Got HepB? Which doctor is right for you? Do you need a hepatologist, gastroenterologist (GI doctor), or an infectious disease doctor? Is the patient an adult or child? If you’re new to HBV, these specialty doctors are likely foreign to your doctor line-up, and weeding through the specialty titles and training can be confusing. However, if you have HBV, it’s essential that you find a knowledgeable liver specialist to monitor and potentially treat your hepatitis B.
A hepatologist is a doctor that specializes in diseases associated with the liver. Hepatology is a sub-specialty of gastroenterology. This is an obvious choice for patients with HBV, but it may be difficult to find a hepatologist in your vicinity.
A gastroenterologist, or GI doctor, specializes in the function and disorders of the GI tract, which includes the esophagus, stomach, pancreas, intestines and the liver. This covers a very broad spectrum of functions and diseases. The key is to find a GI doctor that has experience treating patients with liver disease – specifically, viral hepatitis, and hepatitis B. If your GI candidate spends much of his week performing endoscopies, he is likely not a good choice for a liver specialist.
Because hepatitis B is an infectious disease, it would seem logical that an infectious disease specialist would be the best choice. However, this is not usually the case with hepatitis B, or viral hepatitis, but rather HIV and other infectious diseases. Your best bet will most likely be a hepatologist or a GI doctor.
If the patient is a child, it is imperative that the child see a pediatric liver specialist. Some of the best and brightest, cutting edge doctors are both pediatric hepatologists and GI docs. Children with HBV are monitored and treated much differently than adults. The labs look different, and the treatment protocols also differ. You need a pediatric specialist.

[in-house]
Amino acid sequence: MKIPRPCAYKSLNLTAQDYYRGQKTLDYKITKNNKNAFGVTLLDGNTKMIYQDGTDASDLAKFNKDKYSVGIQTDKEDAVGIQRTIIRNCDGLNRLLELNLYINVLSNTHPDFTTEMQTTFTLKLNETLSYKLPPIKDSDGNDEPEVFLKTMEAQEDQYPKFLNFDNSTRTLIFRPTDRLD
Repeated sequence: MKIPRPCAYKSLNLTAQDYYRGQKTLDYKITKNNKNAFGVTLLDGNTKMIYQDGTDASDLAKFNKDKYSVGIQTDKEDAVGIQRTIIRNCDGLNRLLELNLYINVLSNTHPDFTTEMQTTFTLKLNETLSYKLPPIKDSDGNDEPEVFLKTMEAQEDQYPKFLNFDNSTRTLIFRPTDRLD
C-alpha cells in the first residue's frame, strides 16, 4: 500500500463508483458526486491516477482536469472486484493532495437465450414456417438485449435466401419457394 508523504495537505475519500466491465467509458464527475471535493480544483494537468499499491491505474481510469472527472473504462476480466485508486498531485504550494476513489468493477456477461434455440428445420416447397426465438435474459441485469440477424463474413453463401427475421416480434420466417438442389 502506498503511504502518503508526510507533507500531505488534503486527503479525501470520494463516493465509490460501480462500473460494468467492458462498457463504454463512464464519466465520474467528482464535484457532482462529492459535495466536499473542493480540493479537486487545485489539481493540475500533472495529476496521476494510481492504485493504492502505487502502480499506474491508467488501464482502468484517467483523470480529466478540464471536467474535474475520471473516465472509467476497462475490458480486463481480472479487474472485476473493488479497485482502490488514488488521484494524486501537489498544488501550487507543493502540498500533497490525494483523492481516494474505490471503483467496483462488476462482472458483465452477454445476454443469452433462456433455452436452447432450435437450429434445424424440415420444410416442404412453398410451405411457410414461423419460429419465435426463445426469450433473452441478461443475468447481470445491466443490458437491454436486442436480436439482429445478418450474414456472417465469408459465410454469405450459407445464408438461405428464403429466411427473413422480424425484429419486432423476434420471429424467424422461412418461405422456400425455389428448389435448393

Ultimately, the key is finding a liver specialist that has experience monitoring and treating patients with hepatitis B. You need to ask the important questions. How many patients are they currently monitoring and treating with hep B? How is your doctor keeping abreast of the latest and greatest advances in the management of hepatitis B? Does she attend conferences on viral hepatitis?
HBV is a chronic disease, so you are potentially entering into a long term relationship. Be sure to ask questions that are important to YOU. How are test results disseminated? Are frequent visits required? Is your doctor open minded – perhaps willing to consult with other experts treating patients with HBV? It would be great if this specialist is affiliated with a large hospital or university center. This may provide additional options such as clinical trials, should they become available. Plus they tend to have a larger patient population, hence more case specific experience.
Typically, the need to visit your liver specialist is not that frequent, unless you are undergoing treatment. Even then, much of the monitoring and follow-up are in the blood work, and much of that can be drawn locally, with the results sent to your liver specialist. Some treatment protocols require more monitoring and blood work than others, but even so, it is typically for a short period of time. This fact is significant, as it expands the size of your geographic circle of potential experts.
The Hepatitis B Foundation maintains a wonderful database of liver specialists for both adults and children. From there you can check out your potential expert with members of HBV support groups that may have personal experience with your candidate.
Good luck choosing your liver specialist!